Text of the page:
The Competitive Enablement Platform
This week marked a first for the Competitive Enablement Show.
We’ve hosted star PMMs, Hall of Fame Compete practitioners, and even a CEO or two.
But this week we welcomed Craft Ventures Partner and COO Brian Murray to the show.
Adam asked him five questions about how he’s seeing businesses compete in a tough economy.
So today we’re bringing you:
If Brian Murray had it his way, a competitive landscape analysis would come up in every single board meeting.
In reality, they don’t come up often enough. And when they do, the competitive analysis is shallow and unactionable.
“I’ll hear from certain leadership teams who say things like ‘we’re not focused on our competition’. I think that’s actually just a euphemism for we were too lazy or we’re too cocky to think anyone could catch up to us.”
For investors like Brian, that kind of head-in-the-sand approach rings all kinds of alarm bells.
That’s why he says that every single good board meeting must include a competitive landscape analysis.
Ideally, one that features a company’s main competitors and their relative position in the market.
Desperate times call for desperate measures.
If times are particularly desperate for a competitor of yours, they might employ aggressive tactics.
Tactics like slashing prices by half just to close a deal and generate cash flow.
A good competitive enablement program can help quickly collect and curate valuable intel about your competitors’ erratic behaviour and set you up to respond from a position of strength.
As Brian puts it:
“Rather than stooping to that level, you might take a pause and think critically about what’s going on in this market, and then leaning into your own competitive intelligence to figure it out.”
With the right intel and enablement in place, you can:
With investment money drying up and budgets shrinking down, Brian says competitive intelligence is more important than ever.
Find ways to generate more revenue or be more efficient with what you already have.
This is the mandate of every startup on the planet big and small today.
Luckily, there’s one industry whose entire reason for being is to create efficiencies — the tech industry.
Yet Brian finds that sometimes it’s people in the tech sector who are the most hesitant at taking a chance.
“The irony is that the tech sector exists to create efficiencies, but those same technologists are skeptical of new technology.”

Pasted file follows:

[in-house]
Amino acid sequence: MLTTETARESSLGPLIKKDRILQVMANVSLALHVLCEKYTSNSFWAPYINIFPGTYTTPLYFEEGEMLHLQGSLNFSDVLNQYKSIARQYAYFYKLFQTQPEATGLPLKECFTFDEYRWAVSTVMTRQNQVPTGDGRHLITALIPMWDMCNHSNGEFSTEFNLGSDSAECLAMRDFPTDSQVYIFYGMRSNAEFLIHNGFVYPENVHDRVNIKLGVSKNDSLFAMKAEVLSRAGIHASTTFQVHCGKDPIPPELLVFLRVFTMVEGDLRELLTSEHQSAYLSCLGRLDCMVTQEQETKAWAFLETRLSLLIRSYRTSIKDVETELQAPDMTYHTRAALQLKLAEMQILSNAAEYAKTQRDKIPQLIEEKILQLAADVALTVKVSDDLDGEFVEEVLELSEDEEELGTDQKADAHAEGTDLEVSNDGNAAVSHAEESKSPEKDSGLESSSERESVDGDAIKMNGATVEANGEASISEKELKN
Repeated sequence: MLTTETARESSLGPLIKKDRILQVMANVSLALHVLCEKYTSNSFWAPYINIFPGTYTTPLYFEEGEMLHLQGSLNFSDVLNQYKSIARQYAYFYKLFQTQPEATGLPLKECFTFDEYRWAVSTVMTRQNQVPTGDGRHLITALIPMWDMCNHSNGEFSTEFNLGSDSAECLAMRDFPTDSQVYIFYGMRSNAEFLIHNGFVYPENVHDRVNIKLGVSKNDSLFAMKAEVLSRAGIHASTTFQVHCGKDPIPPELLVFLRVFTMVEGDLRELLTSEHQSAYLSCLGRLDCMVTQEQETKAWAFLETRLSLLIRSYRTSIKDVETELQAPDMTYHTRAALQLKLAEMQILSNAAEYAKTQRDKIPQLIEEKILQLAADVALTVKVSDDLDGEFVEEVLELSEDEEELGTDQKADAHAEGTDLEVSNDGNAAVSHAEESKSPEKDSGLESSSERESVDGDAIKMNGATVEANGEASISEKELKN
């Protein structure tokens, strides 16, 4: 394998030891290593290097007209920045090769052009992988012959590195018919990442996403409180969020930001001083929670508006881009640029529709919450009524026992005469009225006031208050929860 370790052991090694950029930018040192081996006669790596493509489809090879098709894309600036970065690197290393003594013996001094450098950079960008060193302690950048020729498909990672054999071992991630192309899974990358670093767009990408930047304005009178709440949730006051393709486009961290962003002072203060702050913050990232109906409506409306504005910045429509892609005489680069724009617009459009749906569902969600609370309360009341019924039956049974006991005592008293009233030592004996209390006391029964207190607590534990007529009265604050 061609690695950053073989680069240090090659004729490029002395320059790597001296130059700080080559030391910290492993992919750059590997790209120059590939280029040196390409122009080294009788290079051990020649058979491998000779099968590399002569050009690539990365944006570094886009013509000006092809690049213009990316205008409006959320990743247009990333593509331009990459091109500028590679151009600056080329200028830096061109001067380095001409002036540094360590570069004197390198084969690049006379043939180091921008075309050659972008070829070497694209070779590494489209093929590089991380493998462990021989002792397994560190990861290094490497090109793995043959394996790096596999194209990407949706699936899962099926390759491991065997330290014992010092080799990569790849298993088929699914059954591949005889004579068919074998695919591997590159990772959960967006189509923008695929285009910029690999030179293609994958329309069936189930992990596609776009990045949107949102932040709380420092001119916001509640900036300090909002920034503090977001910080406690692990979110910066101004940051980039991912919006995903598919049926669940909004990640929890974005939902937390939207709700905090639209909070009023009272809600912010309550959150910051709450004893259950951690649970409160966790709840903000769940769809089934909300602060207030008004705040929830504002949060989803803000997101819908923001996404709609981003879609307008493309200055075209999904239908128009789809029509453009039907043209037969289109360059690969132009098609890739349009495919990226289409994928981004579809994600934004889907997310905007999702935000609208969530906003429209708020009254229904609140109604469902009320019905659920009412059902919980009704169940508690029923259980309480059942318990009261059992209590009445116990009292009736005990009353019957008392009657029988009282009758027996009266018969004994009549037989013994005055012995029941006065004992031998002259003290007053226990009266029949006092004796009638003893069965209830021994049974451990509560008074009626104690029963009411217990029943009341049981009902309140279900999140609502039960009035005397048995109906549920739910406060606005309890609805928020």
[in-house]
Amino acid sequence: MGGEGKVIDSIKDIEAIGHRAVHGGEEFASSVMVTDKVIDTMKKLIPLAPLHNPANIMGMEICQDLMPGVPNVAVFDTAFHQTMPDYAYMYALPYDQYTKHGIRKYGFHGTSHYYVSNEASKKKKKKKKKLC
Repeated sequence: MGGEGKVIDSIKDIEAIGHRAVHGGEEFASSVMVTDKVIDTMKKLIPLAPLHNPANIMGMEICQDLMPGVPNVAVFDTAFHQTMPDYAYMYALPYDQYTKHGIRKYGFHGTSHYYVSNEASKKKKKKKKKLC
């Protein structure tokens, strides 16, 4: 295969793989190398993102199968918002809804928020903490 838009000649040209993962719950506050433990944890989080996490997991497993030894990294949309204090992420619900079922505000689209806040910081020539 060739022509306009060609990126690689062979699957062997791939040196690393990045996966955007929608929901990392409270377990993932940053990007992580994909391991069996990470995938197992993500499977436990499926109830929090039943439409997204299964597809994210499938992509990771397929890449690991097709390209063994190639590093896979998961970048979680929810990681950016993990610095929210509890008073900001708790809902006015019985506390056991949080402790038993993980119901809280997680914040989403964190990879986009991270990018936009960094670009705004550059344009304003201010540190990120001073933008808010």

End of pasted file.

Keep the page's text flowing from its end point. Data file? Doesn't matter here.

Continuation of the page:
Businesses everywhere need to be more diligent than ever with new costs.
And at the same time be passionately looking for new efficiencies.
The right technology can deliver those efficiencies — if you let it.
So maybe we all should be a little more tech optimistic and a little less tech skeptical.
I told you we wouldn’t make you wait too long.
Every single Compete Week session, workshop and roundtable is now available online for your viewing pleasure.
All in four convenient playlists from each of the four days.
Today I thought I’d share Day 1 with you — the day that kicked it all off.
You can catch presentations like Klue’s Jason Smith on Closing the Competitive Revenue Gap and roundtables like the one hosted by Shopify’s Brock Everett and Dennis Brosnan.
|Thanks for reading this week’s edition of Coffee & Compete. As always, please reach out to me and the rest of the team with your thoughts and feedback. |
And If you know someone who isn’t already subscribed to Coffee & Compete, be a good friend and tell them about us.
It’s harder than ever to compete. Generating more revenue faster and at the lowest cost has never been more critical. That’s why earlier this […]
AI-Generated Strengths and Weaknesses automatically sources data from review websites like G2, Capterra, TrustRadius, Gartner Peer Insights, Peerspot, Product Hunt, Software Advice, TrustPilot, Glassdoor, and Indeed.
Let’s do it. Tell us a bit about yourself and we’ll set up a time to wow you.
Let's do it. Tell us a bit about yourself and we'll set up a time to wow you.X
We will let you know when we post new content.X